"It was a beautiful month in the Imperial Valley. I especially enjoyed taking the planes high in the air where it was safe to spin, roll, snap and loop with abandon.  There was exhilaration in commanding a high powered military fighter plane through aerobatics. "

Holtville Naval Air Station, California April 1945

Part II

The Individual Stories of Associates of the Author

World War II

Read with Wonder and Appreciation

Chapter 12

Charles W. Robinson
Lieutenant, USNR

Officer on the heavy cruiser, USS Tuscaloosa, and the fight with the German gun batteries above Utah Beach on D-Day.

"What amazing and memorable adventures we had on that old cruiser, the only ship in its class not sunk in World War II. But, when our forces stormed the beaches of France in the greatest invasion in the history of the world--that remains as the impression of my life."

Chapter 13

John E. Jaqua
Major, USMCR

The brutal battle of a Marine bombing squadron for control of the Soloman Islands.

"There was quite a fight that went on around me. Pappy Boyington, skipper of the famous Baa Baa Black Sheep squadron, bailed out of his flaming F4U fighter right below me. His chute opened just before he hit the water. What a way to go, right after getting his record of 26 kills."

Chapter 14

William Barnett
Lieutenant, USNR

Black Widow PBY scout and rescue squadron save U.S. Marine pilot off Rabaul

"We were in a very dangerous situation. Japanese batteries a mile away above Rabaul began shooting at us.  The option of beaching our damaged plane was out of the question."   William Barnett

Chapter 15

Albert K. Earnest
Captain, USN

Sole pilot of the 24 planes from Torpedo Squadron 8 to return after the Battle of Midway.

"I dove down and headed for the nearest carrier. Bullets were clanging off the armor plate behind me and a cannon shell tore into the wing of the plane. Blood splattered around the cockpit. I don’t remember feeling a thing."   Albert K. Earnest

Chapter 16

Leonard Muskin
Lieutenant, USNR

Avenger pilot from the carrier Essex and his torpedo hit on the Musachi, the largest battleship in the world.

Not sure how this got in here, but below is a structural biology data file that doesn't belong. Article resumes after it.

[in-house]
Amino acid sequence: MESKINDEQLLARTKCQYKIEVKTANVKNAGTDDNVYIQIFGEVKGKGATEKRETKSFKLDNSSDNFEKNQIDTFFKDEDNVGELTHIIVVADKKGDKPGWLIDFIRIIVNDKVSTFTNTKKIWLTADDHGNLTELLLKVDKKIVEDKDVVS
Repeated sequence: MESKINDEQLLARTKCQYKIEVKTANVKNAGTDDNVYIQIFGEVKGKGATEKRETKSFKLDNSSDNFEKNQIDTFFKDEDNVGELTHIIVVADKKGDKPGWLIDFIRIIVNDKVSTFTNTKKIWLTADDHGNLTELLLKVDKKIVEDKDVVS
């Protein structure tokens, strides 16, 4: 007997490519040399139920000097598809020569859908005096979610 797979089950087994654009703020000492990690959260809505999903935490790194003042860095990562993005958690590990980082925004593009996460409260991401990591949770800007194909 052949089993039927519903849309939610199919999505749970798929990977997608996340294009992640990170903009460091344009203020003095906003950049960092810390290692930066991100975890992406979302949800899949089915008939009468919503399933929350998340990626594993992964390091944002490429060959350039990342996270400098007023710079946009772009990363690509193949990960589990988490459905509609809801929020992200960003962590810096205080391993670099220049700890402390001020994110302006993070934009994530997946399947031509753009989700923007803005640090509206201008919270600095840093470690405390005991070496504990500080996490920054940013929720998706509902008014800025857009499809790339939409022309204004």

"The Musachi was throwing up a lot of fire, bringing all her guns to bear on me.  I had to fly through a curtain of fire, but this was my chance of a lifetime."  Leonard Muskin

Chapter 17

Arnold Erickson
Lieutenant Commander, USN

Landing Signal Officer on the USS Franklin when the aircraft carrier was hit by a kamikaze.

"A tremendous explosion rocked the ship. I was blown into the air.  The explosions continued, the debris blowing up through the fire and smoke.  I thought the Franklin was finished."   Arnold Erickson

Chapter 18

Fred Dungan
Lieutenant, USNR

World War II Navy Fighter Ace took a 50 caliber bullet through his chest after shooting down his seventh plane.

"Your book just arrived and it deeply touched me. Thank you so very much for your talent and thoughtfulness in documenting the most memorable time of my life.  I am really moved and so grateful to you. My memory of those epic days we shared is so fresh that it all seems like it just happened yesterday." Fred Dungan

Chapter 19


Nathaniel Adams
Lieutenant (JG), USNR

This is the personal story of Nathaniel “Blackie” Adams and the role he played in the rescue of a heroic twenty-year-old Grumman Avenger bomber pilot named George Herbert Walker Bush.


George W. Bush
Lieutenant (JG), USNR

The George Bush story is told in Navy Wings of Gold.   Nat Adams gives the only eyewitness account ever published of this historic episode in American history.

Chapter 20

Joan L. Robinson
Reflections of a World War II Navy pilot’s bride.

"I'm leaving for Seattle the first thing in the morning to join my new torpedo squadron," Robbie began. "I am asking you to come to Seattle and marry me. It is a big decision, so don't answer me now. I will call you in three days."

Read the Epilogue